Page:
Predicting Acceptable Wait Times for Patrons at Transit Bus Stops by Time of Day

The time spent waiting by bus patrons at bus stops is a primary measure for assessing the reliability of transit services. Uncertainty associated with waiting affects bus patrons’ perception of quality of the service provided. Consequently, this study aimed to determine patrons’ maximum and minimum acceptable wait times at bus stops in Washington, DC and to develop prediction models to provide decision-makers with additional tools for improving patronage.

The data used in this study was obtained by surveying 3,388 bus patrons at 71 selected bus stops in Washington, D.C. over an eight-month period. Data obtained from patrons included their ethnicity, gender, minimum and maximum acceptable wait times (beyond the scheduled bus arrival time), alternate transportation mode choice, and knowledge of bus arrival times. Additionally, data on the operational characteristic of the buses were obtained via video playback of video recordings of cameras installed at the selected bus stops. In addition, information and conditions at each bus stop at the time of each survey was recorded. Statistical analyses were conducted to determine if there were any statistically significant differences in the maximum acceptable wait time of patrons based on gender and ethnicity. Further, models were developed to predict the maximum acceptable wait time of patrons.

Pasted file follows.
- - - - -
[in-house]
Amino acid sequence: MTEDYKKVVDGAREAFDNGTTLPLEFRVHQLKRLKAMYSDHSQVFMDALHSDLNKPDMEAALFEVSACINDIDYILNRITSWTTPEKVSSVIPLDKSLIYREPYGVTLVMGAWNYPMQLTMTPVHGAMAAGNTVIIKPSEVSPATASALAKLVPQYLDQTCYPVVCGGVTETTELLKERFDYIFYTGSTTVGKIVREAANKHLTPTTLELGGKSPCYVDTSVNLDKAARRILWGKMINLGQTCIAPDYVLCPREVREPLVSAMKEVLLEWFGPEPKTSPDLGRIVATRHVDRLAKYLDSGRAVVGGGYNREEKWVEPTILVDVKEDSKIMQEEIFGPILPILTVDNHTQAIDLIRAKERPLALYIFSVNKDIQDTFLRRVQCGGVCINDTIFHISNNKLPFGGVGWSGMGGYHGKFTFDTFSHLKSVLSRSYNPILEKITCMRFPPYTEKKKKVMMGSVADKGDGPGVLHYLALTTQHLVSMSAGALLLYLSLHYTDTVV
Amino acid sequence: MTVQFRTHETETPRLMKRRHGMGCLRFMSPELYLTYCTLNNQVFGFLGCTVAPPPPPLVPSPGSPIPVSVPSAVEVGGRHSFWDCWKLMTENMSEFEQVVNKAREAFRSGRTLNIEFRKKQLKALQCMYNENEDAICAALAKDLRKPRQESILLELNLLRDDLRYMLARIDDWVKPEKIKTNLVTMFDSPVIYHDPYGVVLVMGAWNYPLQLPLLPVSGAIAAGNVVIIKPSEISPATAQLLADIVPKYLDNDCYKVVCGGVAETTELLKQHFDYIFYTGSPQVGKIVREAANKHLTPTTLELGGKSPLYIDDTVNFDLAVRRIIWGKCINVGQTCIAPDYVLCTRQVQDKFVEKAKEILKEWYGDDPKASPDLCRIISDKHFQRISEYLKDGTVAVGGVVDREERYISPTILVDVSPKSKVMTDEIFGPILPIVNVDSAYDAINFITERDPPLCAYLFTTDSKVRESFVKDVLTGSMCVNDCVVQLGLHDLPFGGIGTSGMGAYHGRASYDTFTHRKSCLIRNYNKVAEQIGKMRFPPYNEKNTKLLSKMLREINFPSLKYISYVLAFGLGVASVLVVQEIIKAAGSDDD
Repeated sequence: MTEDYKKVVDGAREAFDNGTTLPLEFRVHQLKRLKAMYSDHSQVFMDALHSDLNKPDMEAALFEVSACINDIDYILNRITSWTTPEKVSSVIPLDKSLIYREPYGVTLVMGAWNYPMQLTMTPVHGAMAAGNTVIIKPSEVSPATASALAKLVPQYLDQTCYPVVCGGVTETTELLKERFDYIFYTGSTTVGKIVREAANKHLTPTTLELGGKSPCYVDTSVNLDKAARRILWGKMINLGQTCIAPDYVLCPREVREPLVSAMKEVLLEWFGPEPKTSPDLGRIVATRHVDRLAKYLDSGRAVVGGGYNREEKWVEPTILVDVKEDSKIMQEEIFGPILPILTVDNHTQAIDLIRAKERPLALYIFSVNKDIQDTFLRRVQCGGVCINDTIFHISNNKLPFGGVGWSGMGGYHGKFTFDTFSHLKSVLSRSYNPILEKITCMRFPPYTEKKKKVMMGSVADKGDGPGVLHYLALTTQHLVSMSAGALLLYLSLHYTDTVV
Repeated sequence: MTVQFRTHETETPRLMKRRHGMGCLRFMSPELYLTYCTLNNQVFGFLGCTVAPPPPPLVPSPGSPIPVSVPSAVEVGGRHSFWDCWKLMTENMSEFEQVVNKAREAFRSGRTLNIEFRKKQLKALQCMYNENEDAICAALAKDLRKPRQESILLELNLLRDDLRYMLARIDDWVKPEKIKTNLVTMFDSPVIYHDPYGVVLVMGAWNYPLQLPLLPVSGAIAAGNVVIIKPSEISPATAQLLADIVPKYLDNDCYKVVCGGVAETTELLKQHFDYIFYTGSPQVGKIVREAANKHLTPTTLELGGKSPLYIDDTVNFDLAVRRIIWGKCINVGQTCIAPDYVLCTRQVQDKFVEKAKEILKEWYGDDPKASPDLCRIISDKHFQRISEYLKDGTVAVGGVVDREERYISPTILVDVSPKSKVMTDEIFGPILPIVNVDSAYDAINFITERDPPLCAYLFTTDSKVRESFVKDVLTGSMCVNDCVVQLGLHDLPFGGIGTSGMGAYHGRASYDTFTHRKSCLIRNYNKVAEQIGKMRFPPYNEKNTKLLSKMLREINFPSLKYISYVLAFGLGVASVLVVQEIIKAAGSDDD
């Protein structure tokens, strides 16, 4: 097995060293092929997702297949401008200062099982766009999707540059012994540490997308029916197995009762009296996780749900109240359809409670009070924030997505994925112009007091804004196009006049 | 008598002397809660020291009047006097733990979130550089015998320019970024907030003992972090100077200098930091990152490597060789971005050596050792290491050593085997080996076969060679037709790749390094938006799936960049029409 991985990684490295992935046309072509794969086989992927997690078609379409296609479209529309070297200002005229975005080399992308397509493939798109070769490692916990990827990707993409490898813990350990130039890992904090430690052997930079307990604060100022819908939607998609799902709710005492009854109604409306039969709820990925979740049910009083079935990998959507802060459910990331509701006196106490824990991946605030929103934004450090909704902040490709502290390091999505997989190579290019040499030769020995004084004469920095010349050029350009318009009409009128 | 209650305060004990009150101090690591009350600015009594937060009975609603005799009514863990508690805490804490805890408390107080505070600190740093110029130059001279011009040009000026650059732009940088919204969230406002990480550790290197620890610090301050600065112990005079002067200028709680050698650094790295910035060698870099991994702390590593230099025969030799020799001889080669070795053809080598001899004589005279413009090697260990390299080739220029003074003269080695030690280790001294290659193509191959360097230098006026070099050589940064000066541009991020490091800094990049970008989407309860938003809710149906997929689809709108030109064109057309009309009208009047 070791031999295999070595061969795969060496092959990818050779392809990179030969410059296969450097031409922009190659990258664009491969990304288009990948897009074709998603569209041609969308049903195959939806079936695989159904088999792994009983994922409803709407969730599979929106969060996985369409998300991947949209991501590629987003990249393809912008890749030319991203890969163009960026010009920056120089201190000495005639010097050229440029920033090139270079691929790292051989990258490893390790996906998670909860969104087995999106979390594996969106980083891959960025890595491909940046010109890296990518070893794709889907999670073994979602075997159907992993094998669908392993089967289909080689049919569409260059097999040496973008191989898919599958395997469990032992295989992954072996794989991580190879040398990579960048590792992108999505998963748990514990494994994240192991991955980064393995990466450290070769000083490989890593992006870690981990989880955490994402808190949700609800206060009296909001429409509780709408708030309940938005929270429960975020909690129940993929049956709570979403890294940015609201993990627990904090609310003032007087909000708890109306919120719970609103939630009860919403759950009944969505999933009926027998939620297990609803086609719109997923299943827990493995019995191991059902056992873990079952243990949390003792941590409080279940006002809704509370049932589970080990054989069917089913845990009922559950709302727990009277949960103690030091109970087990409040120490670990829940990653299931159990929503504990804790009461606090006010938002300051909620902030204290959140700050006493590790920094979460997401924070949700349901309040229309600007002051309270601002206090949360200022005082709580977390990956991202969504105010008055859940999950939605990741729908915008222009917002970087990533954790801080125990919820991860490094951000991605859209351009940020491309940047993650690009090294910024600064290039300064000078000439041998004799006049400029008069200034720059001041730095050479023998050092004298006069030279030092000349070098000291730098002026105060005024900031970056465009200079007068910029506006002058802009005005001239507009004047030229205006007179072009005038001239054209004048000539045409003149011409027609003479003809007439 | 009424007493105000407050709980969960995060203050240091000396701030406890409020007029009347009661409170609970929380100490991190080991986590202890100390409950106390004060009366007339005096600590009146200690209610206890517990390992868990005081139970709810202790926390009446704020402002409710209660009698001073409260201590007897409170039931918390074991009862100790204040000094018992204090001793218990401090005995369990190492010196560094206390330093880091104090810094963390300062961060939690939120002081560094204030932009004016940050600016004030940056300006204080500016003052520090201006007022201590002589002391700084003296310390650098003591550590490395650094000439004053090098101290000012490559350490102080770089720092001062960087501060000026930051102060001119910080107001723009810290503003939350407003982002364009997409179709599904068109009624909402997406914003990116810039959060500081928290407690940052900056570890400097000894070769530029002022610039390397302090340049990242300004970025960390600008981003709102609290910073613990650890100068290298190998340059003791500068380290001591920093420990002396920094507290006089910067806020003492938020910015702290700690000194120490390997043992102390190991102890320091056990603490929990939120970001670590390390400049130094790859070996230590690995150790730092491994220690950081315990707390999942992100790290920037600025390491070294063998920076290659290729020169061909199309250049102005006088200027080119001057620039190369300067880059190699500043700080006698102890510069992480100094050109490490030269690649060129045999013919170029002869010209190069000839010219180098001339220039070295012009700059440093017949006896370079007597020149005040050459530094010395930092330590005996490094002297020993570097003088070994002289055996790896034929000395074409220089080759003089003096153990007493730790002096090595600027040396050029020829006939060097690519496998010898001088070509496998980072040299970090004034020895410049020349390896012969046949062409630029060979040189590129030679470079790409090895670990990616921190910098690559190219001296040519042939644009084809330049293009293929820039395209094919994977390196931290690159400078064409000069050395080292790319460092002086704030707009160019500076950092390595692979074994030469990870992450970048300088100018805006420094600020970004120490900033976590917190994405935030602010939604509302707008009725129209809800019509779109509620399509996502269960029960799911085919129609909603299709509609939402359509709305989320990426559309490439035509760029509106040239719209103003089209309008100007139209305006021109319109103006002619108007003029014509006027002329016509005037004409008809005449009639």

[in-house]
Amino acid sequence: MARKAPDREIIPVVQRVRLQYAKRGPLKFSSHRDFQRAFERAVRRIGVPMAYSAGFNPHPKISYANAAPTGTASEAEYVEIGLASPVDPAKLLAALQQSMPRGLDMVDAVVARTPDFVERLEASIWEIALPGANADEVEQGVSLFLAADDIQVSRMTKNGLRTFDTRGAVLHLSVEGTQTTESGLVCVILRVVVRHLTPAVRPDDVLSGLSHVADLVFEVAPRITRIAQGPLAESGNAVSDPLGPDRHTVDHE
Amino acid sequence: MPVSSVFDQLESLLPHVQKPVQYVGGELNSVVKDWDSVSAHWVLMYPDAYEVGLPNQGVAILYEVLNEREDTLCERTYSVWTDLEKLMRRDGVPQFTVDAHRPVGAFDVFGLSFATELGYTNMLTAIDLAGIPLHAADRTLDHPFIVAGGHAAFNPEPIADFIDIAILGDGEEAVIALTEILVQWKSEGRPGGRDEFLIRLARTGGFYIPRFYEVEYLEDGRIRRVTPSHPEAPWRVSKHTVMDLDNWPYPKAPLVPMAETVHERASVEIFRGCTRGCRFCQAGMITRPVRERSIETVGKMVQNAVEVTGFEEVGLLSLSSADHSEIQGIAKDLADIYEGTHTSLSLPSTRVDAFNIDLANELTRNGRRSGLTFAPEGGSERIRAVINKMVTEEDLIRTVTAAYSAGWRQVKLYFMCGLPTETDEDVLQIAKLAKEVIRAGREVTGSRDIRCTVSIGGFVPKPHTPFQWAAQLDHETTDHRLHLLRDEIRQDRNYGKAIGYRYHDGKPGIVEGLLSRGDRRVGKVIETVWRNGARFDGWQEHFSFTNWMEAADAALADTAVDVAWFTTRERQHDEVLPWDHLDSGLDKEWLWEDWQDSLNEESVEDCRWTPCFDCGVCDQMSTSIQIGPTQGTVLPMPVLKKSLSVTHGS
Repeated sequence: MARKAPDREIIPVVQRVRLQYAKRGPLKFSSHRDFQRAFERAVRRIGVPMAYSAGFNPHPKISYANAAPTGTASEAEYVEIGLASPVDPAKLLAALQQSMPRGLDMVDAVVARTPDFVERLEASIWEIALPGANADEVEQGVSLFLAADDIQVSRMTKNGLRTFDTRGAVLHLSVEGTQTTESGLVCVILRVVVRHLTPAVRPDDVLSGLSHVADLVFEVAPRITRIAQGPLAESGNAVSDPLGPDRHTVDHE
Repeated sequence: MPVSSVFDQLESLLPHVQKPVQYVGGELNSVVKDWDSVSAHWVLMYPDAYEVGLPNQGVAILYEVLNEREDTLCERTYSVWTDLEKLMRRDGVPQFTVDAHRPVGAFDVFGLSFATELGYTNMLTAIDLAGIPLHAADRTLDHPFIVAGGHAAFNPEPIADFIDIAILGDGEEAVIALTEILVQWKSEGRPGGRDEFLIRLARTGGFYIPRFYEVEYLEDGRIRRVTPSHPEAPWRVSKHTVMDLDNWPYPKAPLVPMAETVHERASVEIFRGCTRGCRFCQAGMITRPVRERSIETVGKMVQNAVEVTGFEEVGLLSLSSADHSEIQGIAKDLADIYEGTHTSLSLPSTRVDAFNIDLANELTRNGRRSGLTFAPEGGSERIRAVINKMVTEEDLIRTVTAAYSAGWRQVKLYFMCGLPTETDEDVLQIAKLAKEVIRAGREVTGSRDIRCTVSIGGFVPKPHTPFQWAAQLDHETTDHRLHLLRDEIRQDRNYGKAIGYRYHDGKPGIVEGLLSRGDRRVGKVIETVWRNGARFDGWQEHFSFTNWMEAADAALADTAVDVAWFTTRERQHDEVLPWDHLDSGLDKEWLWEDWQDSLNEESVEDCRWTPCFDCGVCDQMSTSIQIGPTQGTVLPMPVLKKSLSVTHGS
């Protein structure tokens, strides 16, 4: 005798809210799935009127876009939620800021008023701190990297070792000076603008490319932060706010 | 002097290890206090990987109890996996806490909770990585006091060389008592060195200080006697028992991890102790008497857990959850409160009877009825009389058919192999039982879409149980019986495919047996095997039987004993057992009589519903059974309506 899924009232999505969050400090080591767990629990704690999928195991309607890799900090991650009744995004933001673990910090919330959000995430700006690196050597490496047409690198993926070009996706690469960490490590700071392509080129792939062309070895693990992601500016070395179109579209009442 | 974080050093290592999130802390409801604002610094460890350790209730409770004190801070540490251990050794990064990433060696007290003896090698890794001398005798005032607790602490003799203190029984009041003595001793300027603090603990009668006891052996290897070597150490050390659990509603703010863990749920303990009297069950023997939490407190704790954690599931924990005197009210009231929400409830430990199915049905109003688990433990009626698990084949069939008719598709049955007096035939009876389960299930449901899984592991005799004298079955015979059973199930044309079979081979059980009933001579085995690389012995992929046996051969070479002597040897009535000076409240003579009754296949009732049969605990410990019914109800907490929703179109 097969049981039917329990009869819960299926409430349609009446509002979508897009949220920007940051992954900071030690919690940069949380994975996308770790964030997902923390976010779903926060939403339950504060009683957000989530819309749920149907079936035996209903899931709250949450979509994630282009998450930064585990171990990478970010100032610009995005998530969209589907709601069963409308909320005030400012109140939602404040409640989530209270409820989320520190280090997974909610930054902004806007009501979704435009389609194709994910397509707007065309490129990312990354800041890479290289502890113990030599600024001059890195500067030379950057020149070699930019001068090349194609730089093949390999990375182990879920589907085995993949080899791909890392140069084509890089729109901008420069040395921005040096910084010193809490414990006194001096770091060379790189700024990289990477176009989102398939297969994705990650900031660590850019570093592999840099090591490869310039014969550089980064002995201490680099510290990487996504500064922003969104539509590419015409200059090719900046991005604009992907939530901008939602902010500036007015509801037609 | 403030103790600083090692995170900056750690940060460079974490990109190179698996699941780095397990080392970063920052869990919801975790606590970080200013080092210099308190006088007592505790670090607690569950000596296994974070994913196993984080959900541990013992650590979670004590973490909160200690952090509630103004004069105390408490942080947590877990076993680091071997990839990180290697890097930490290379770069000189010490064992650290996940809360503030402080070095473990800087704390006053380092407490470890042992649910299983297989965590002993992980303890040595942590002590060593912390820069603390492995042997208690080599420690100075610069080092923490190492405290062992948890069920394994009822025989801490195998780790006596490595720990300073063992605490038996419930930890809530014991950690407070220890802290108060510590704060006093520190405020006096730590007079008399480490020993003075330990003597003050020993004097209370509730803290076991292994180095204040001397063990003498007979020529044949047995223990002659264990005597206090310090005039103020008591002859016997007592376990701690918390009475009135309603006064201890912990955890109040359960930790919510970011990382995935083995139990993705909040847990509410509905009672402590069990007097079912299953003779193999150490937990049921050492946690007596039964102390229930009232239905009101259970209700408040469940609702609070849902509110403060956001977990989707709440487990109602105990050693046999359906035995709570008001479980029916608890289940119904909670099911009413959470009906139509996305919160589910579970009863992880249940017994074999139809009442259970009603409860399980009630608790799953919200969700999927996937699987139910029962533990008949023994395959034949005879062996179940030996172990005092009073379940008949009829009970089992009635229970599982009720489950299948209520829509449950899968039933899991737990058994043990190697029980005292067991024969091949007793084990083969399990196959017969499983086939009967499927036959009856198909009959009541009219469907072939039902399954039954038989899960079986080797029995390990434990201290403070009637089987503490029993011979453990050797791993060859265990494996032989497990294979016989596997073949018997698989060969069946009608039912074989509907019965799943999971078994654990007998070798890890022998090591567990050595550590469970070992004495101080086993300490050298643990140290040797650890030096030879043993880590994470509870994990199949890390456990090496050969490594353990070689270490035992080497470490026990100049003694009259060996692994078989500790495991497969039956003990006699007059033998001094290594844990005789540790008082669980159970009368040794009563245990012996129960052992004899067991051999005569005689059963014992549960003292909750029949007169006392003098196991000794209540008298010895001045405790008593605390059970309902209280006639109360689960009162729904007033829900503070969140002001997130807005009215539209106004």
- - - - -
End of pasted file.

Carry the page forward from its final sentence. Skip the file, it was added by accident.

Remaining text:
From the results, the mean of the reported maximum acceptable wait time was 8.5 minutes and 8 minutes, for female and male patrons, respectively. Also, the highest reported acceptable wait time beyond the scheduled bus arrival time was 20 minutes, while the mean differences between the maximum acceptable wait times of patrons grouped by ethnicity were determined to be statistically significant at a 5% significance level. Also, the results showed that White patrons had statistically significant lower maximum acceptable wait times than did patrons of other racial/ethnic groups.

University: 

Howard University
Mineta Consortium for Transportation Mobility

Principal Investigator: 

Dr. Stephen Arhin

PI Contact Information: 

Assistant Professor, Civil & Environmental Engineering Department
Director, Transportation Research Center
Howard University
2300 Sixth Street NW
Suite 2121
Washington, DC 20059
Tel: 202-806-4798/202-806-6577
Fax: 202-462-9498
saarhin@howard.edu

Funding Source(s) and Amounts Provided (by each agency or organization): 

U.S. Department of Transportation, Office of the Assistant Secretary for Research and Technology – $250,000

Total Project Cost: 

$250,000

Agency ID or Contract Number: 

69A3551747127

Dates: 

November 2017 to September 2019

Project Number: 

1801